At first, I’d found the riots both terrifying and darkly hilarious, but those sentiments were soon overwon by a strange exasperation that has persisted ever since. It’s a feeling that has robbed me of my capacity to laugh at conspiracy theories — QAnon, chemtrails, lizardmen, whatever — and the people who espouse them. My exasperation is for lack of an explanation. I see Trump’s most devoted hellion, rampaging down the halls of power like a grade schooler after the bell, and I need to know the hidden causes of his dopey rebellion. To account for our new menagerie of conspiracy theories, I told myself, would be to reclaim the world from entropy, to snap experience neatly to the grid once again. I would use recent books as the basis for my account of conspiracy theories in the age of the internet. From their pages I would extract insights and errors like newspaper clippings, pin the marginal, bizarre, and seemingly irrelevant details to the corkboard of my mind, where I could spy eerie resonances, draw unseen connections. At last, I could reveal that our epistemic bedlam is as a Twombly canvas — messy but decipherable…

Learn with @trevorquirk: “Out There,” in @GuernicaMag.

* Thomas Pynchon, The Crying of Lot 49


As we tangle with truth, we might send rigorous birthday greetings to Gustav Bergmann; he was born on this date in 1906. A philosopher, he was a member of the Vienna Circle, a a group of philosophers and scientists drawn from the natural and social sciences, logic and mathematics, whose values were rooted in the ideals of the Enlightenment. Their approach, logical positivism, an attempt to use logic to make philosophy “scientific,” has had immense influence on 20th-century philosophy, especially on the philosophy of science and analytic philosophy… even if it has not, in fact, eliminated the issues explored above.


We might also send birthday greetings in the form of logical and semantic puzzles both to the precocious protagonist of Alice’s Adventures in Wonderland and to her inspiration, Alice Liddell; they were “born” on this date in 1852.


“I’ve always lived by signs”*…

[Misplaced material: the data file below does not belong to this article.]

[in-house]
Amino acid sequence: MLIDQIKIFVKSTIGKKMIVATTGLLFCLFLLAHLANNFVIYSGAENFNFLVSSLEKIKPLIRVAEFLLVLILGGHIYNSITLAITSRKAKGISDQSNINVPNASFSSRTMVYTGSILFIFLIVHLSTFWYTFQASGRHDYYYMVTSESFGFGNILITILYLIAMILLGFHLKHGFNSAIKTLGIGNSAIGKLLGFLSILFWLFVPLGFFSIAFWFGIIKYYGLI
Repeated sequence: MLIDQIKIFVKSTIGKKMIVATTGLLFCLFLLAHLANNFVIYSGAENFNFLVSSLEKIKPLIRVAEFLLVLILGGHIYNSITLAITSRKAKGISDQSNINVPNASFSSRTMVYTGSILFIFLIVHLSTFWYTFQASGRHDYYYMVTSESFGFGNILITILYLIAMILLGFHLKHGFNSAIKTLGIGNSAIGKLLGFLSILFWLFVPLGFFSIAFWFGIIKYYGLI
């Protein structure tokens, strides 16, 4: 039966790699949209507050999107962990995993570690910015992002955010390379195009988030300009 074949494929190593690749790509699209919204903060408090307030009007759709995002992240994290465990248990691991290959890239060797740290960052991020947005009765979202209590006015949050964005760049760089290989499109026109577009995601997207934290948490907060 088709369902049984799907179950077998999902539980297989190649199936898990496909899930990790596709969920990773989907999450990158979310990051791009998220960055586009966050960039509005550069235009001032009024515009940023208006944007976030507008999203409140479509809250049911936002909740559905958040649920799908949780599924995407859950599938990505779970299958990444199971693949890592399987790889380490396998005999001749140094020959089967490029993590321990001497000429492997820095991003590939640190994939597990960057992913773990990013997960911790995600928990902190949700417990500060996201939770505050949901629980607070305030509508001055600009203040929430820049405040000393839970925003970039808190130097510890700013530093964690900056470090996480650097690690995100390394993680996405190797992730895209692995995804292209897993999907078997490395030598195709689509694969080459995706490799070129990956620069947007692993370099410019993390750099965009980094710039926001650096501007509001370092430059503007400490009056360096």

185. CENTRAL SAANICH – honestly if you’re gonna make it this small why bother – would you actually be able to read this while driving? would it be safe? – in conclusion and summary: no

Justin McElroy, Municipal Affairs Reporter for CBC Vancouver, has taken to Twitter to perform an important public service…

I’ve identified 185 communities in the province of British Columbia that have welcome signs.

And in this thread, I’m going to rank every single one.

You can follow the thread, which is underway now: Rating the Welcome Signs of British Columbia, from @j_mcelroy. Via @broderick.

* Iris Murdoch, Henry and Cato


As we contemplate connoisseurship, we might might send significant birthday greetings to a master of a different kind of sign, William Lilly; he was born on this date in 1602 (O.S.). Described as a genius at something “that modern mainstream opinion has since decided cannot be done at all,” he was an astrologer who was powerfully influential in his own time and hugely impactful on the future course of Western astrological tradition.

Lilly’s autobiography, published towards the end of his life in 1681, at the request of his patron Elias Ashmole, gives candid accounts of the political events of his era, and biographical details of contemporaries that are unavailable elsewhere. It was described, in the late 18th century, as “one of the most entertaining narratives in our language”, in particular for the historical portrayal it leaves of men like John Dee, Simon Forman, John Booker, Edward Kelley, including a whimsical first meeting of John Napier and Henry Briggs, respective co-inventors of the logarithm and Briggsian logarithms, and for its curious tales about the effects of crystals and the appearance of Queen Mab. In it, Lilly describes the friendly support of Oliver Cromwell during a period in which he faced prosecution for issuing political astrological predictions. He also writes about the 1666 Great Fire of London, and how he was brought before the committee investigating the cause of the fire, being suspected of involvement because of his publication of images, 15 years earlier, which depicted a city in flames surrounded by coffins… To his supporters he was an “English Merlin”; to his detractors he was a “juggling wizard and imposter.”…

Portrait of Lilly, aged 45, now housed in the Ashmolean Museum at Oxford